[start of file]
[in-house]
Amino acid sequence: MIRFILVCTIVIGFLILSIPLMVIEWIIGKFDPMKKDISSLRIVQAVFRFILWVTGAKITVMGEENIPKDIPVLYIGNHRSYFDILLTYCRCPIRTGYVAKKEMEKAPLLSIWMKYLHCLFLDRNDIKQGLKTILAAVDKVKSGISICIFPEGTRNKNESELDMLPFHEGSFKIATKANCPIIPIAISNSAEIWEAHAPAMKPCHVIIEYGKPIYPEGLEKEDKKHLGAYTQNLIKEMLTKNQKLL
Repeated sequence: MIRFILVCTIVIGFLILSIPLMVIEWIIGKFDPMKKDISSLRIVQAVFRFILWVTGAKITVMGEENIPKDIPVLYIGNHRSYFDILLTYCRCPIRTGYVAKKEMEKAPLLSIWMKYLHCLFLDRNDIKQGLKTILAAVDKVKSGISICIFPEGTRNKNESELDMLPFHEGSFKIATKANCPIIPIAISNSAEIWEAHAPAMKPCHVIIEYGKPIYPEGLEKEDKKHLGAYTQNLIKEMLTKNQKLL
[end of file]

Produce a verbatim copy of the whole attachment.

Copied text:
[in-house]
Amino acid sequence: MIRFILVCTIVIGFLILSIPLMVIEWIIGKFDPMKKDISSLRIVQAVFRFILWVTGAKITVMGEENIPKDIPVLYIGNHRSYFDILLTYCRCPIRTGYVAKKEMEKAPLLSIWMKYLHCLFLDRNDIKQGLKTILAAVDKVKSGISICIFPEGTRNKNESELDMLPFHEGSFKIATKANCPIIPIAISNSAEIWEAHAPAMKPCHVIIEYGKPIYPEGLEKEDKKHLGAYTQNLIKEMLTKNQKLL
Repeated sequence: MIRFILVCTIVIGFLILSIPLMVIEWIIGKFDPMKKDISSLRIVQAVFRFILWVTGAKITVMGEENIPKDIPVLYIGNHRSYFDILLTYCRCPIRTGYVAKKEMEKAPLLSIWMKYLHCLFLDRNDIKQGLKTILAAVDKVKSGISICIFPEGTRNKNESELDMLPFHEGSFKIATKANCPIIPIAISNSAEIWEAHAPAMKPCHVIIEYGKPIYPEGLEKEDKKHLGAYTQNLIKEMLTKNQKLL